As noted above, I offered an amendment to the IAA in June to strike from law the words, "which shall permit the acquisition, retention, and dissemination of covered communications subject to the limitation in subparagraph (B)". The intelligence committees and intelligence community have claimed that this provision does nothing. If that’s the case, removing these words should be uncontroversial.

Congress and the American people deserve real substantive debate on these important issues, and we should reject reauthorization of surveillance authorities until our Fourth Amendment concerns are addressed. I urge you to join me in voting “no” on H.R. 4127, the IAA for Fiscal Year 2016, when it comes before the House this afternoon.

Justin Amash
Member of Congress
Although a handful of Republicans took Amash's Dear Colleague letter seriously and voted NO, it was primarily progressive Democrats like Alan Grayson (D-FL), Barbara Lee (D-CA), Bonnie Watson Coleman (D-NJ), Raul Grijalva (D-AZ), Mark Pocan (D-WI), Keith Ellison (D-MN), Jan Schakowsky (D-IL), Ted Lieu (D-CA), Yvette Clarke (D-NY), Mike Honda (D-CA), Jim McGovern (D-MA)... who were the ones to try to stop this monstrosity. Many Democrats were bought off because the bill-- which failed in June-- "compromised" by dialing back, very slightly, the restrictions on Obama's ability to act to close down the Guantanamo gulag. Grayson wasn't. Right after the vote, he told us "We have to get over the foolish notion that it’s necessary to spy on every innocent person in order to stop the guilty ones. If you don’t believe me, then check out the Fourth Amendment. It’s all in there."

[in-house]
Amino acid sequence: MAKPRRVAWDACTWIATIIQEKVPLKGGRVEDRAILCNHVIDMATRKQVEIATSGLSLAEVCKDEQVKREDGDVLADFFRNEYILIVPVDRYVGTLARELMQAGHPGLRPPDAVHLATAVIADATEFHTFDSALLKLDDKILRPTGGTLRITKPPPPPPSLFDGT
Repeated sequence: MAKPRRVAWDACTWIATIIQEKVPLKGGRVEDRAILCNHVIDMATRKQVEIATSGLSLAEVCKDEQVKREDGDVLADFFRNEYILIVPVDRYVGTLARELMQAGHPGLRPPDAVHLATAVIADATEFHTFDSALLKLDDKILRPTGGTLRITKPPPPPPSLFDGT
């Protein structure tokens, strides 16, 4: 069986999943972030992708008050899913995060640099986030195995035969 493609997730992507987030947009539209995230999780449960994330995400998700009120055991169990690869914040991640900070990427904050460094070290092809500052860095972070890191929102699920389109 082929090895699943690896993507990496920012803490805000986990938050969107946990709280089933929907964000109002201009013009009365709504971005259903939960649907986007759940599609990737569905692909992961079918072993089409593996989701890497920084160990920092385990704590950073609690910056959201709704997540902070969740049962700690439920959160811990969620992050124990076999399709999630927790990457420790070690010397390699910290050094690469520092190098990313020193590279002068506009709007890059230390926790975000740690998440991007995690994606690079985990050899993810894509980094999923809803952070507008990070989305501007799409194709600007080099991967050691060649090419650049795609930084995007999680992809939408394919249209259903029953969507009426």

In all this talk about needing Big Brother tactics to combat terrorism, conservatives keep skipping the real domestic terrorism that is gripping America every day. Yes, there was another NRA/GOP-enabled murder spree today, this time at a center for the handicapped in San Bernardino-- at least 14 people dead, 17 wounded, one, two or three heavily armed terrorists, two of whom were shot by the police in a car chase and another one arrested. Oh, and an explosive devise was found in the building. If the conservatives were serious about protecting Americans from terrorism, why did they block a bill yesterday, once again, to prevent terrorists from buying guns?